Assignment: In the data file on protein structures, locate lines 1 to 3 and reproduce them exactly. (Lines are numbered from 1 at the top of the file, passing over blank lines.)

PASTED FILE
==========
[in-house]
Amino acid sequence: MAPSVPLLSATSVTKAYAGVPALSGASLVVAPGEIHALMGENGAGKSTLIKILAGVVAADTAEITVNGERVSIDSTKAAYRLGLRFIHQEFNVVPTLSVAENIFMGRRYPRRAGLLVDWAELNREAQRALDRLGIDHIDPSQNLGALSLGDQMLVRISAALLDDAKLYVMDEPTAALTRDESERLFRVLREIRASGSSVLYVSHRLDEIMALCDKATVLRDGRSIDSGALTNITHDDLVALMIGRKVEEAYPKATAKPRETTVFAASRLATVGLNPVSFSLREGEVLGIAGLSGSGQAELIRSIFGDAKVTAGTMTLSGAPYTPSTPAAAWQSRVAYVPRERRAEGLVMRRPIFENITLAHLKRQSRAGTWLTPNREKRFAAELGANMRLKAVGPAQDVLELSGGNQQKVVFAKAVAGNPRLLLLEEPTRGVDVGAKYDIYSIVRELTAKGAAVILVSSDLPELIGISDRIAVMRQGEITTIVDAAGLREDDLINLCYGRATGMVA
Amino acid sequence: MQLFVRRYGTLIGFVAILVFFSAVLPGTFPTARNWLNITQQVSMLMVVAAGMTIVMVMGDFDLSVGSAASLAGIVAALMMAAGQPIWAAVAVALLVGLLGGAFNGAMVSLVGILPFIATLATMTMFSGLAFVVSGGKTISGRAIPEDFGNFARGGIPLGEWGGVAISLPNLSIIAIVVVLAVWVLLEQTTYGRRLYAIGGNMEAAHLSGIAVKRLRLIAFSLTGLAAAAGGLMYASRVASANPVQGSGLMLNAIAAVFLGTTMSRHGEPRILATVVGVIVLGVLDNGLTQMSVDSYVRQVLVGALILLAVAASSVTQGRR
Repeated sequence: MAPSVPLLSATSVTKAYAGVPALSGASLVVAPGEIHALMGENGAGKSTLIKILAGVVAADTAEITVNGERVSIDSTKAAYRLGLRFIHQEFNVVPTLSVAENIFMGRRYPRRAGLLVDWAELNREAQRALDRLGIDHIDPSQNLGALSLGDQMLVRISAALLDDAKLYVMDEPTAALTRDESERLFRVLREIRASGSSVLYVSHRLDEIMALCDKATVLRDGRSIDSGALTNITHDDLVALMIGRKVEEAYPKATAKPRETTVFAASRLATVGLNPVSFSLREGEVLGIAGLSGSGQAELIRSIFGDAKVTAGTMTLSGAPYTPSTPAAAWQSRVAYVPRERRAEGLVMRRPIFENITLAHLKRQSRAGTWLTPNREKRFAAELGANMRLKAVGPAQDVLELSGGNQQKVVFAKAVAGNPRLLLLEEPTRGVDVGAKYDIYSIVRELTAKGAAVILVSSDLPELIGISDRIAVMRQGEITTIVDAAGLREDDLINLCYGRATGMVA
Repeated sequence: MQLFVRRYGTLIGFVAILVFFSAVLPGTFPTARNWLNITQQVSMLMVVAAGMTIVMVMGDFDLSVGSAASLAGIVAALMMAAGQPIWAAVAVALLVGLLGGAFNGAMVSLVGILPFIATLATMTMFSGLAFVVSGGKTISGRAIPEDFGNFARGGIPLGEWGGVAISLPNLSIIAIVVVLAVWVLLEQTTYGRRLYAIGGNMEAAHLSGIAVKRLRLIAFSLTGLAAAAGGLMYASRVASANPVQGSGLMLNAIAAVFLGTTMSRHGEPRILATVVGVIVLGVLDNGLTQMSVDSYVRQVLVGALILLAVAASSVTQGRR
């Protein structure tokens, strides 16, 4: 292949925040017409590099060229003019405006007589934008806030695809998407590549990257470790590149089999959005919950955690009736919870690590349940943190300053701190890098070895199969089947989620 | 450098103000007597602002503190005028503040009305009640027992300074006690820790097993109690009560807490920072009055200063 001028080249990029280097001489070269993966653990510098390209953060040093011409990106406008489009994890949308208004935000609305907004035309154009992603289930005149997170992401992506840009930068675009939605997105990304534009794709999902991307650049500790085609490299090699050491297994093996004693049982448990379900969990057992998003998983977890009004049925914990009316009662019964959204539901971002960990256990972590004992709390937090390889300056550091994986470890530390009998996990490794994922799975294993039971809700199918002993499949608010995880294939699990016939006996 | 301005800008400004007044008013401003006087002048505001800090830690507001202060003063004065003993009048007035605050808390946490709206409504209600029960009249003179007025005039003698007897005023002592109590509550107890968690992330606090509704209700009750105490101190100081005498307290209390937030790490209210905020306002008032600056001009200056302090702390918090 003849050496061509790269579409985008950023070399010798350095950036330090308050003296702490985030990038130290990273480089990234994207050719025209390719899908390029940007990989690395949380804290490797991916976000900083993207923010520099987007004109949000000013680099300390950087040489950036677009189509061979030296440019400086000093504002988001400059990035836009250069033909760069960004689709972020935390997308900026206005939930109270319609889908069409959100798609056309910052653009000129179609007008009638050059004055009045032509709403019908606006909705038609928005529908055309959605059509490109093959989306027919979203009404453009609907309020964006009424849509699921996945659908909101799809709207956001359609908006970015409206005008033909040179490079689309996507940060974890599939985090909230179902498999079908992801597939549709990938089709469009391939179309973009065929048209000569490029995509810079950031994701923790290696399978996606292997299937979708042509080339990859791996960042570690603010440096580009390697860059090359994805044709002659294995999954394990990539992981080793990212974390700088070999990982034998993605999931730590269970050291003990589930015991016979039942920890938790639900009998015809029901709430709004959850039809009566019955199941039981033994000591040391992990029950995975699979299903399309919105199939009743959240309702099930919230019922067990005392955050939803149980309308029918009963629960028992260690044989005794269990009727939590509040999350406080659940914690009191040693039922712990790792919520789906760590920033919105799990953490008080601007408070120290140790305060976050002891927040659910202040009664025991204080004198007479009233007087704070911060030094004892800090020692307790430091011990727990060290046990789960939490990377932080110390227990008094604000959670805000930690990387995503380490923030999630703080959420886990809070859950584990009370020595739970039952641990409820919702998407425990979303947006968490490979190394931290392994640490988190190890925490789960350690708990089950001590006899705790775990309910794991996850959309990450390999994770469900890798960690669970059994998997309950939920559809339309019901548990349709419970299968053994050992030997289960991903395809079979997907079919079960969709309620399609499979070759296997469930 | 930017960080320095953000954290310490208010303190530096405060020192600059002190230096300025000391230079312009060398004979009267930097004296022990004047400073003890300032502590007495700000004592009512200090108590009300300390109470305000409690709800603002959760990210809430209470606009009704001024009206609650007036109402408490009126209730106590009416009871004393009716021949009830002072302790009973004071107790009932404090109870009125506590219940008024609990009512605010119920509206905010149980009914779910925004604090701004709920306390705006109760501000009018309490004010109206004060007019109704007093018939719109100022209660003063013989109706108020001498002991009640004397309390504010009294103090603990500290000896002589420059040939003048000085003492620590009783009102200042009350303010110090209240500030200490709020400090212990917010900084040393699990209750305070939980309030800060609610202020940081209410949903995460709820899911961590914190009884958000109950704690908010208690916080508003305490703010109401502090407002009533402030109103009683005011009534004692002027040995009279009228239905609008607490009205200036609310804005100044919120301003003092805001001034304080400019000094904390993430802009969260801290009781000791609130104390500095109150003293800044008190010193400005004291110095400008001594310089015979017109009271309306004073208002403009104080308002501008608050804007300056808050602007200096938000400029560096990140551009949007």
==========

[in-house]
Amino acid sequence: MAPSVPLLSATSVTKAYAGVPALSGASLVVAPGEIHALMGENGAGKSTLIKILAGVVAADTAEITVNGERVSIDSTKAAYRLGLRFIHQEFNVVPTLSVAENIFMGRRYPRRAGLLVDWAELNREAQRALDRLGIDHIDPSQNLGALSLGDQMLVRISAALLDDAKLYVMDEPTAALTRDESERLFRVLREIRASGSSVLYVSHRLDEIMALCDKATVLRDGRSIDSGALTNITHDDLVALMIGRKVEEAYPKATAKPRETTVFAASRLATVGLNPVSFSLREGEVLGIAGLSGSGQAELIRSIFGDAKVTAGTMTLSGAPYTPSTPAAAWQSRVAYVPRERRAEGLVMRRPIFENITLAHLKRQSRAGTWLTPNREKRFAAELGANMRLKAVGPAQDVLELSGGNQQKVVFAKAVAGNPRLLLLEEPTRGVDVGAKYDIYSIVRELTAKGAAVILVSSDLPELIGISDRIAVMRQGEITTIVDAAGLREDDLINLCYGRATGMVA
Amino acid sequence: MQLFVRRYGTLIGFVAILVFFSAVLPGTFPTARNWLNITQQVSMLMVVAAGMTIVMVMGDFDLSVGSAASLAGIVAALMMAAGQPIWAAVAVALLVGLLGGAFNGAMVSLVGILPFIATLATMTMFSGLAFVVSGGKTISGRAIPEDFGNFARGGIPLGEWGGVAISLPNLSIIAIVVVLAVWVLLEQTTYGRRLYAIGGNMEAAHLSGIAVKRLRLIAFSLTGLAAAAGGLMYASRVASANPVQGSGLMLNAIAAVFLGTTMSRHGEPRILATVVGVIVLGVLDNGLTQMSVDSYVRQVLVGALILLAVAASSVTQGRR